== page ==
On the other hand, if it is a critical operation, you have to find other means to optimize the process. And that can be very hard, especially if the code has to keep it's accuracy.In that case you have to decide if the work, required to optimize the code, is worth your client's money. Because that is what it comes down to.
Are there opportunities to do optimizations/micro-optimizations on several parts of the code?
This will probably cause a heated discussion, but micro-optimizations do work, if there are plenty of opportunities. I.e. benefit > time. The basic rule here is ~+5% performance, or more, should be worth the time. In reality those figures will come down to 2-3% performance plus, but depending on how much time your process takes, the total benefit can be huge.
Can a technology change improve performance?
This is a big one, a very big one. Before you even consider to switch to a different technology, you have to do "the math". Is it even possible to migrate the "old" storage, to the "new" one? How much time, and in the end money, does this cost? Is the benefit high enough? And so on, and so forth.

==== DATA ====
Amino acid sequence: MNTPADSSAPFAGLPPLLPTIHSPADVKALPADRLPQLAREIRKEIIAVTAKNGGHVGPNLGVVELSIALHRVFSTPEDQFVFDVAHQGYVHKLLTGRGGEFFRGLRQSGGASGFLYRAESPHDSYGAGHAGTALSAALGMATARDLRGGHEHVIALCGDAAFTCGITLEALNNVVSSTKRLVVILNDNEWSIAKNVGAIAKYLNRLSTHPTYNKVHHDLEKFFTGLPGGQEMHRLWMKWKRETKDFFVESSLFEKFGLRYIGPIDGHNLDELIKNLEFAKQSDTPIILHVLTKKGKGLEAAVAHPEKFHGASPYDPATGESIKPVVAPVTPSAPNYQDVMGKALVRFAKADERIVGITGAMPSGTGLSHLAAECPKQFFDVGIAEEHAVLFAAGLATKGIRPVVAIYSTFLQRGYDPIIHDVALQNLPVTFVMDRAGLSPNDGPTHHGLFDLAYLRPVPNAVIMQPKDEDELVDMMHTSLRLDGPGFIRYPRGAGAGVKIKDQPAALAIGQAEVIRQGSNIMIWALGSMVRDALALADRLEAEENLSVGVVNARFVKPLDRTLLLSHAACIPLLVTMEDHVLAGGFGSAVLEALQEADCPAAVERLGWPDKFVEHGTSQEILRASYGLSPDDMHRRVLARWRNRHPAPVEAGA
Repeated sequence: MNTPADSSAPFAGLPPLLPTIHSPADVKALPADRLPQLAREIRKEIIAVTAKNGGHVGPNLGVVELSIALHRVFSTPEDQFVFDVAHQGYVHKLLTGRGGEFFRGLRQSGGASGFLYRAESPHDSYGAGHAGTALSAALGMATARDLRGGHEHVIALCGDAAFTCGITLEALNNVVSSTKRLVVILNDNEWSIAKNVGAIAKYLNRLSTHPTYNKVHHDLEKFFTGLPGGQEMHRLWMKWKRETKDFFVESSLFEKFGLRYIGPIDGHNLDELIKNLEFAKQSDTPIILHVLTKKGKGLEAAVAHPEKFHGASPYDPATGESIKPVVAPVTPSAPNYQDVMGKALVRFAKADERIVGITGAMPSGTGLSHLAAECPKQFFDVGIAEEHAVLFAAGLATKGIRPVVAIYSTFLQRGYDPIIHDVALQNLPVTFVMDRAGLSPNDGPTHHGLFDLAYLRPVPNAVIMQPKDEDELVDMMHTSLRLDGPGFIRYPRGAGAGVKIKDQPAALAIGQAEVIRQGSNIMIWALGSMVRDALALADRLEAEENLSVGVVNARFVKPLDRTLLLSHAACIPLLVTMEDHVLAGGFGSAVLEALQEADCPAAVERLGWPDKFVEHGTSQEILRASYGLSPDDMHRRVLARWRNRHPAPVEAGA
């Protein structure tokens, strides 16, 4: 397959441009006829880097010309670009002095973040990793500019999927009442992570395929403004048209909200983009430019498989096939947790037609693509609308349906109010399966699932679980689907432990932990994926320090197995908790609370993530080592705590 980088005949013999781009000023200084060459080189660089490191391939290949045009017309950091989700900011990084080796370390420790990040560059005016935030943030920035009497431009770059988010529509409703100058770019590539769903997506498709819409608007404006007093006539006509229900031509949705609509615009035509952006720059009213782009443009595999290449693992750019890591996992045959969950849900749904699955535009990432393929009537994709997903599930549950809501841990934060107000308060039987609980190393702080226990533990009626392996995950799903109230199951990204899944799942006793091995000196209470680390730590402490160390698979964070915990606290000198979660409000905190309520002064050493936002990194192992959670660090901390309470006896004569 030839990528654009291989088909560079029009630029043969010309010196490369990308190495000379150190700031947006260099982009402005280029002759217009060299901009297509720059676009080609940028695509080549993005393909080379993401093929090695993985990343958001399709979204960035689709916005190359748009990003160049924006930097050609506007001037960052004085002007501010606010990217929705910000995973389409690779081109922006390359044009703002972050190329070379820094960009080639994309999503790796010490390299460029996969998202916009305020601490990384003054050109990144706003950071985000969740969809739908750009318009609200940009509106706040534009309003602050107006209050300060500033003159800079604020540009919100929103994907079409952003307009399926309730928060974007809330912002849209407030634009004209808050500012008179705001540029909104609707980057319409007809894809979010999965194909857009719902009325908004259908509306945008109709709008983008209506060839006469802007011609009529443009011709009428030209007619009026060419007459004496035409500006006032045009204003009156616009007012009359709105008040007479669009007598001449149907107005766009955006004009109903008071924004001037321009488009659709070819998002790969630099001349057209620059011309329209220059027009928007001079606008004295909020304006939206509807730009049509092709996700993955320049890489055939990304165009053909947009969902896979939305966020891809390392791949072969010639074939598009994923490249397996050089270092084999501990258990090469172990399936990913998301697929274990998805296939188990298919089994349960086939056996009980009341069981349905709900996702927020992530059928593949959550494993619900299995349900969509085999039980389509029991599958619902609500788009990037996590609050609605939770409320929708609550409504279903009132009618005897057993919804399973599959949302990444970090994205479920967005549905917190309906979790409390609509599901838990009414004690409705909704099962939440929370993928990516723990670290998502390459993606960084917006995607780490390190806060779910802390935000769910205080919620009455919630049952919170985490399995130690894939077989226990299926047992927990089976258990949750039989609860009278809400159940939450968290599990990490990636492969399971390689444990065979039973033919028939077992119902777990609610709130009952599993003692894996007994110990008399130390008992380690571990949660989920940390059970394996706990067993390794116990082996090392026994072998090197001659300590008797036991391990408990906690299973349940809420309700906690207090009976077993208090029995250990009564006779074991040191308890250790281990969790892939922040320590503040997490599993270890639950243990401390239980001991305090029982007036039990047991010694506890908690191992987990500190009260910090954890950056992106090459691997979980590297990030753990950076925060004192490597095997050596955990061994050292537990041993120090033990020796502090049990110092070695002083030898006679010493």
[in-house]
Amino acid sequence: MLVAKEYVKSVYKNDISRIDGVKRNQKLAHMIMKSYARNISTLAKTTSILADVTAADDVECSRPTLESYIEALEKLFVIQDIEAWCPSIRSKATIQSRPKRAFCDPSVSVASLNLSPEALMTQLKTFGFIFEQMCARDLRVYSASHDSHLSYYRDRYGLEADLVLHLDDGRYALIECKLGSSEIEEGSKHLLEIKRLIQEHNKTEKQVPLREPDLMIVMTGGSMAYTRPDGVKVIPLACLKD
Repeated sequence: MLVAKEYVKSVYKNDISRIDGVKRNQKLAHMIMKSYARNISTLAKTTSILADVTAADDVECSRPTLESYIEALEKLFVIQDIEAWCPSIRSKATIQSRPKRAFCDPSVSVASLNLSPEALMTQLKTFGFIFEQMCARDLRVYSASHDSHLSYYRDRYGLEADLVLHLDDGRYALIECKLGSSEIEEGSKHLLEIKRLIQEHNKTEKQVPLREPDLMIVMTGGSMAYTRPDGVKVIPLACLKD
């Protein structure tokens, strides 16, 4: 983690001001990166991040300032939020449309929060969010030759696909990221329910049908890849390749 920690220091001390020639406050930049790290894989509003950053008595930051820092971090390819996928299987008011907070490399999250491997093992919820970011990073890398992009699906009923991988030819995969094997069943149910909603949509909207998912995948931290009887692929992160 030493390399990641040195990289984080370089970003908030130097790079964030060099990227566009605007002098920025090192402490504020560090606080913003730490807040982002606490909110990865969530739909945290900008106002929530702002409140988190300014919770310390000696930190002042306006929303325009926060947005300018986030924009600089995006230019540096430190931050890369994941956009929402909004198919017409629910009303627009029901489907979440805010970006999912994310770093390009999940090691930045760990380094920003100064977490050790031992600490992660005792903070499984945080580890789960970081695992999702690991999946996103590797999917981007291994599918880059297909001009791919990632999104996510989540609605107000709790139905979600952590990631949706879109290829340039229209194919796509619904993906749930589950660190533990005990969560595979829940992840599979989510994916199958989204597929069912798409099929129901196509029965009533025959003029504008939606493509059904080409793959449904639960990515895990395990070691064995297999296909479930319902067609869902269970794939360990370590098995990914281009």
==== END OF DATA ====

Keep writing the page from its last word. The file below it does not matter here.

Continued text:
This is a step i usually don't recommend, but it can pay out in the long run.
Is that what the client wants?
In the end, the client has the last word. If he is satisfied with the performance of the application and doesn't want any optimizations, then the situation is very clear. Even if other people, colleagues, think otherwise.
Increasing performance is never a lost exercise even if you shouldn't implement it right away. When the product matures and new functionality is added you can optimize (or often by then, it is needed).
Although the first thought should always be to optimize algorithms or indexes, other tricks do exist which make applications perform better.